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Banking In 2018

2018-19 will be a year in which the banking system will have to get back on its feet despite all the aches and pains while the doctors (government and regulators) take a call on the structures that will be maintained

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The last three years have been quite revealing for the banking sector which has led to several corrections that will hopefully strengthen the financial system. The story started with the asset recognition norms being put in 2015 which should ideally have been spotted by the auditors. Similarly, the sudden recognition of restructured assets being camouflaged NPAs corrected an error which was in place. With this work being done what can one expect in the coming year?

First, the end of new NPAs being recognised should be behind us by March. It was to have happened in 2016 which got prolonged to 2017 and, hopefully by March 2018 should be a thing of the past. Second, the capital that is required to put state-run banks back on their feet is now in place. Indradhanush spoke about it, which was followed by the more recent announcement of putting in Rs 2.11 lakh crore of which Rs 1.35 lakh crore of recap bonds are to come in, with Rs 80,000 crore coming in February - March with strings attached. This will improve the regulatory capital status of banks under PCA (prompt corrective action) and enable faster growth in credit for banks well capitalised.

Third, the government would have to decide on two bold measures against the screen of the general elections coming up in 2019. Will they be able to offload stake in state-run banks this year? While it will be a bold move, the timing will be important. The stock market has been quite munificent this year which had enabled the disinvestment programme to sail through. Will this be repeated in fiscal ’19?  The second is bank mergers. While mergers are another way of camouflaging weakness by horizontal summation of  balance sheets, the sticky issues pertain more to the challenges of rationalisation of staff and branches.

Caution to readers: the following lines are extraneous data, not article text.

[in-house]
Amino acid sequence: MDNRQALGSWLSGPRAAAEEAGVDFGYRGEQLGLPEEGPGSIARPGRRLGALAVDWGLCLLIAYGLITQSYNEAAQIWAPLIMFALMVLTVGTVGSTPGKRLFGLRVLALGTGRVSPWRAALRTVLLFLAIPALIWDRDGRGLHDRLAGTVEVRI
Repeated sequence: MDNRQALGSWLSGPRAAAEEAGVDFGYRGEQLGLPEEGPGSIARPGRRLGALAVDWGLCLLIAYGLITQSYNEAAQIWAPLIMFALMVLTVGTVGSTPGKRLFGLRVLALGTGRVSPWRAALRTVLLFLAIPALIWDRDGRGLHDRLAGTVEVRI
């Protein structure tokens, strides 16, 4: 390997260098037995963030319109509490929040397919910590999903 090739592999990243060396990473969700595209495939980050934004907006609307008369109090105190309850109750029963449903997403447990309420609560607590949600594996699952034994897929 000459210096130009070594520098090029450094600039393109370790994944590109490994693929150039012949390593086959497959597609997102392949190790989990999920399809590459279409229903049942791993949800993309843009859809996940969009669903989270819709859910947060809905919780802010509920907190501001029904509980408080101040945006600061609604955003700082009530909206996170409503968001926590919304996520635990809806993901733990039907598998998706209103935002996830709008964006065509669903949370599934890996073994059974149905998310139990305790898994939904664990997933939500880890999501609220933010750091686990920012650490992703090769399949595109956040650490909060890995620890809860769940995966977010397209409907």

On the operational side, one can conjecture that the Reserve Bank of India will not be lowering interest rates for sure. Inflation has been in the five per cent range and the possibility of an increase looks more likely depending on the oil-price trajectory. The last three years have been happy ones where good monsoons and low oil prices kept everything in check, which vindicated the stance of the Monetary Policy Committee that four per cent target was reasonable even though the last ten years’ data prior to the formation of this committee showed that inflation was above five per cent in nine of the ten years. Therefore, potential borrowers would have to be cautious on this score.

Second, the overall demand for credit would still be subdued for two reasons. As the Insolvency and Bankruptcy Code has not yet resolved any of the initial cases and there are others lined up, the larger companies who are in this circle are also big borrowers in the system will stay away for some time. To the extent that there is a pickup in demand for credit, companies would prefer to move to the market and both the corporate debt market and commercial paper market can expect to witness some momentum.

Third, on the demand side, banks have to reconsider the conundrum of maintaining lower deposit rates and higher spreads as this has caused a diversion to the mutual funds segment. Therefore, supply of funds will continue to be a challenge for them and has to be addressed by the system.

On the whole 2018-19 will be a year in which the banking system will have to get back on its feet despite all the aches and pains while the doctors (government and regulators) take a call on the structures that will be maintained.

Disclaimer: The views expressed in the article above are those of the authors' and do not necessarily represent or reflect the views of this publishing house. Unless otherwise noted, the author is writing in his/her personal capacity. They are not intended and should not be thought to represent official ideas, attitudes, or policies of any agency or institution.

Madan Sabnavis

Sabnavis is chief economist, CARE Ratinigs and author, more recently of Economics of India: How to Fool all People for all Times

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